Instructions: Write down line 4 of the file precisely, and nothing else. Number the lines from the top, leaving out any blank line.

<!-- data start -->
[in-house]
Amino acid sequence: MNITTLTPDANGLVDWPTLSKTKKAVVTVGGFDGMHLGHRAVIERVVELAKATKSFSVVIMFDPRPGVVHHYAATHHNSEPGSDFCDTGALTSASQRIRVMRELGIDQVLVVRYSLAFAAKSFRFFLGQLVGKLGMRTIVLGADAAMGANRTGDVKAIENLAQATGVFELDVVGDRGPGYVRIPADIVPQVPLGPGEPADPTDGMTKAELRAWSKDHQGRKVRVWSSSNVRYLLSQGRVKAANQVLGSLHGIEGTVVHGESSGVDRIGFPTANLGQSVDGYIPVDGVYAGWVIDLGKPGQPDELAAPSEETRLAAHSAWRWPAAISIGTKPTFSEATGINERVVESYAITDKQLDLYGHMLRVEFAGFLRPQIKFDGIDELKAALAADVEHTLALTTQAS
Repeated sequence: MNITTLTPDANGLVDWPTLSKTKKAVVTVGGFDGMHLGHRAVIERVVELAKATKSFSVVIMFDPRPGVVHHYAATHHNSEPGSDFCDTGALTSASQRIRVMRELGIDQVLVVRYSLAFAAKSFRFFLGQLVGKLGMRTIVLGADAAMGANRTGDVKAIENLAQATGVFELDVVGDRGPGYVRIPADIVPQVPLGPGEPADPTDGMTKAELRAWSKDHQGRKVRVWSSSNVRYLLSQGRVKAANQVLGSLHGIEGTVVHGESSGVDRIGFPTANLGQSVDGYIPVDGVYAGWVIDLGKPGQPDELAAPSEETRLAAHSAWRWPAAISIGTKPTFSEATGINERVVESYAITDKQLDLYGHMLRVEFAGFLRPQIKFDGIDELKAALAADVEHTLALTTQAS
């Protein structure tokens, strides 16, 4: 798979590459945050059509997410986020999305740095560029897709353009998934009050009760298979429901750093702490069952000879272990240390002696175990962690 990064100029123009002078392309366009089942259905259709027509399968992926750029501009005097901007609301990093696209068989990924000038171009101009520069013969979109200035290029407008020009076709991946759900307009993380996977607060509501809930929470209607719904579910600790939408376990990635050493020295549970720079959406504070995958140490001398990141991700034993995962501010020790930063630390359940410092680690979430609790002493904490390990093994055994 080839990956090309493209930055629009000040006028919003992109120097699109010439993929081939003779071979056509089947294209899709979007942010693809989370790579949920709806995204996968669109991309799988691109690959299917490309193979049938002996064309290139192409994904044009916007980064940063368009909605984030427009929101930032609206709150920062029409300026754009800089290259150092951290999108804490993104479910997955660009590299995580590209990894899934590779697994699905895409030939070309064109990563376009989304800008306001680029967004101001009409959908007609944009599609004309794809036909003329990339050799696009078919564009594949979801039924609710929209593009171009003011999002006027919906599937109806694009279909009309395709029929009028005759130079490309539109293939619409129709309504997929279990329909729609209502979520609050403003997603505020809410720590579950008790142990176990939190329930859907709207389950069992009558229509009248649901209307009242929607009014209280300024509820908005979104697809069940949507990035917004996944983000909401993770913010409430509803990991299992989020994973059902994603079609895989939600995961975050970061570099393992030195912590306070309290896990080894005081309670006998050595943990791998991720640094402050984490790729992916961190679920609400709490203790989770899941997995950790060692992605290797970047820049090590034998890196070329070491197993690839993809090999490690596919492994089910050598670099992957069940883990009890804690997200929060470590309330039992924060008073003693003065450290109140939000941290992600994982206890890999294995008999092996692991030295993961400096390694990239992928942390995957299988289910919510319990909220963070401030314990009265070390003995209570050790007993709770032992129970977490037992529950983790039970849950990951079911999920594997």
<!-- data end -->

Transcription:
């Protein structure tokens, strides 16, 4: 798979590459945050059509997410986020999305740095560029897709353009998934009050009760298979429901750093702490069952000879272990240390002696175990962690 990064100029123009002078392309366009089942259905259709027509399968992926750029501009005097901007609301990093696209068989990924000038171009101009520069013969979109200035290029407008020009076709991946759900307009993380996977607060509501809930929470209607719904579910600790939408376990990635050493020295549970720079959406504070995958140490001398990141991700034993995962501010020790930063630390359940410092680690979430609790002493904490390990093994055994 080839990956090309493209930055629009000040006028919003992109120097699109010439993929081939003779071979056509089947294209899709979007942010693809989370790579949920709806995204996968669109991309799988691109690959299917490309193979049938002996064309290139192409994904044009916007980064940063368009909605984030427009929101930032609206709150920062029409300026754009800089290259150092951290999108804490993104479910997955660009590299995580590209990894899934590779697994699905895409030939070309064109990563376009989304800008306001680029967004101001009409959908007609944009599609004309794809036909003329990339050799696009078919564009594949979801039924609710929209593009171009003011999002006027919906599937109806694009279909009309395709029929009028005759130079490309539109293939619409129709309504997929279990329909729609209502979520609050403003997603505020809410720590579950008790142990176990939190329930859907709207389950069992009558229509009248649901209307009242929607009014209280300024509820908005979104697809069940949507990035917004996944983000909401993770913010409430509803990991299992989020994973059902994603079609895989939600995961975050970061570099393992030195912590306070309290896990080894005081309670006998050595943990791998991720640094402050984490790729992916961190679920609400709490203790989770899941997995950790060692992605290797970047820049090590034998890196070329070491197993690839993809090999490690596919492994089910050598670099992957069940883990009890804690997200929060470590309330039992924060008073003693003065450290109140939000941290992600994982206890890999294995008999092996692991030295993961400096390694990239992928942390995957299988289910919510319990909220963070401030314990009265070390003995209570050790007993709770032992129970977490037992529950983790039970849950990951079911999920594997």